An offensive launched two weeks ago by Al-Qaeda in the northern areas of Syria’s Hama province appears to be unravelling, with Jihadi forces in the area coming under heavy bombing by the Russian air force and forced onto the retreat by a counter-attack launched by the Syrian army.
My opinion, together with that of many other observers, is that the green light for this offensive and for the simultaneous offensive Al-Qaeda launched in eastern Damascus, came from Turkish President Erdogan, who has been struggling to achieve some gains for Turkey in Syria to justify his intervention in that country.
The fact that Turkish backed Jihadi groups were involved in both the Damascus and the Hama offensives to my mind all but confirms this fact, though in fairness to Erdogan these groups are difficult to control. However the fact that Erdogan and the Turkish authorities failed to call on these Turkish backed Jihadi groups to observe the ceasefire and desist from joining these offensives to my mind all but confirms that at the very least he gave the green light to them.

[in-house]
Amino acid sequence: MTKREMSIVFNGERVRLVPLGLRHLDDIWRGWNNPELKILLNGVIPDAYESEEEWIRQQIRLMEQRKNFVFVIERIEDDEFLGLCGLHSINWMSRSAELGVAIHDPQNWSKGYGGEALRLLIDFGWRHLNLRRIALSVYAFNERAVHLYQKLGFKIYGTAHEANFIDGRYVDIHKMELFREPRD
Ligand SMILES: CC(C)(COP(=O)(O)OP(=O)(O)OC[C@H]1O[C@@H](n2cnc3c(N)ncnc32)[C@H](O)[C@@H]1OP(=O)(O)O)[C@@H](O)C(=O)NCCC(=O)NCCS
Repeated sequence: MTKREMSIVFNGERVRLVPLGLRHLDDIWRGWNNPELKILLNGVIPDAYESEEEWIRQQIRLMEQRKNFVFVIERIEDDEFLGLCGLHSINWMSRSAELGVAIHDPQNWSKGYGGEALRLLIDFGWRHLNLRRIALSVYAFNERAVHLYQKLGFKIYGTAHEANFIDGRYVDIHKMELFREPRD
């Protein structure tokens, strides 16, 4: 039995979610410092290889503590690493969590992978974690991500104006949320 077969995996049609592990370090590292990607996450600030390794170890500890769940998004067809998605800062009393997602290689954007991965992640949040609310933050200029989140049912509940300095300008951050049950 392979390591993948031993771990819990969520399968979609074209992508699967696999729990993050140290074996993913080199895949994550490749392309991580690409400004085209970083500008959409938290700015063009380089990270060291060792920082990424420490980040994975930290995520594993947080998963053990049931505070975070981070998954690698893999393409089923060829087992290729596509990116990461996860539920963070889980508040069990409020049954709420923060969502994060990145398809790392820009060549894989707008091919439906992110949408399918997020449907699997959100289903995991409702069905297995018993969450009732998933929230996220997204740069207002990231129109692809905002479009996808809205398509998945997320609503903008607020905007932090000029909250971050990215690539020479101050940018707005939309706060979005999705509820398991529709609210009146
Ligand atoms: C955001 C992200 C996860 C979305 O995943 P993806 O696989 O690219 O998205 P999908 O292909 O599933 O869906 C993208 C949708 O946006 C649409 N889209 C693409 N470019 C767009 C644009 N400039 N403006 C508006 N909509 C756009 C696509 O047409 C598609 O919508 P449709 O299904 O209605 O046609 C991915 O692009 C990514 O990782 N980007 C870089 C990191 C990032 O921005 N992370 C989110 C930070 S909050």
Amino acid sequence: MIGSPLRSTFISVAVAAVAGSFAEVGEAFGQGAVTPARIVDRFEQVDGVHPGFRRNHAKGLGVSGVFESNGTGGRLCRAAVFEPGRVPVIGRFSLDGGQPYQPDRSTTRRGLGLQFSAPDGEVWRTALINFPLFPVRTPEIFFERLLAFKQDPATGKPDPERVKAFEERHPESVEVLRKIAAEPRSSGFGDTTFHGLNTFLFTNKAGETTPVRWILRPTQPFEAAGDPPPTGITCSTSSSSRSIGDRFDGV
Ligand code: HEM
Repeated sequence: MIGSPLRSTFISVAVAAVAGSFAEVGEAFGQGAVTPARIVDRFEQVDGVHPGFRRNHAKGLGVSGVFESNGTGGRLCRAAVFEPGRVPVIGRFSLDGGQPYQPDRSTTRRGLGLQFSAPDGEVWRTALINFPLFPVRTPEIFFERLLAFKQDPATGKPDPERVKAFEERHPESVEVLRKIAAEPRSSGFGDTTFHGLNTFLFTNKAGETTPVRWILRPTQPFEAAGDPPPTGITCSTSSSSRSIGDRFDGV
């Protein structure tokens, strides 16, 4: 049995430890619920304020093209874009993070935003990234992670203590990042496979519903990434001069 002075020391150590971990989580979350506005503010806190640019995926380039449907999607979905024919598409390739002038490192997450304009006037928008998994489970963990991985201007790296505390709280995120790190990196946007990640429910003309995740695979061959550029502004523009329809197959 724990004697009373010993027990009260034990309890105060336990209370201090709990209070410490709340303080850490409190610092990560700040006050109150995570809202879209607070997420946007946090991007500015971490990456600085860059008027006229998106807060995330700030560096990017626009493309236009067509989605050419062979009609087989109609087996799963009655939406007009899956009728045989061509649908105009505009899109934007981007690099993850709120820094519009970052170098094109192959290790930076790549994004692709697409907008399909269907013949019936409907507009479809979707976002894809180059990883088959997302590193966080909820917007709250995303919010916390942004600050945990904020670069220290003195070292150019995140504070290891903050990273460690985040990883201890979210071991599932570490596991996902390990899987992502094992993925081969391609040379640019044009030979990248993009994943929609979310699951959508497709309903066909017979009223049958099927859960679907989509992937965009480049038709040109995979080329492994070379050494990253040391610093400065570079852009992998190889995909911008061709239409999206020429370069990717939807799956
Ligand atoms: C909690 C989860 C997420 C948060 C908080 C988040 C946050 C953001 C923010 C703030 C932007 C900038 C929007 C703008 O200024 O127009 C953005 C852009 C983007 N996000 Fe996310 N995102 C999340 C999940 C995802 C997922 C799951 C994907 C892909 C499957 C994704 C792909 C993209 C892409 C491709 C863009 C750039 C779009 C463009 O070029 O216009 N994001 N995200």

In the event the failure of these offensives has – as I discussed previously – left the Jihadis and Erdogan in an even weaker position than they were before.
The fact that Erdogan has now formally announced the end of Operation Euphrates Shield, and that US Secretary of Tillerson has announced during a visit to Turkey that Syrian President Assad’s fate will be decided by the Syrian people and not by the US and its allies, both look as if they might be the result of this.
If so then the Jihadi offensives in Damascus and Hama may have been the last desperate throw of the ‘regime change’ coalition which has been driving the Syrian war since the conflict in Syria began in 2011.
In that case the fact the demand for ‘regime change’ is being dropped following these defeats would mark the first occasion since the USSR’s collapse in 1991 when a NATO backed ‘regime change’ war – albeit one which in this case has been fought covertly – has been defeated, both diplomatically and on the battlefield.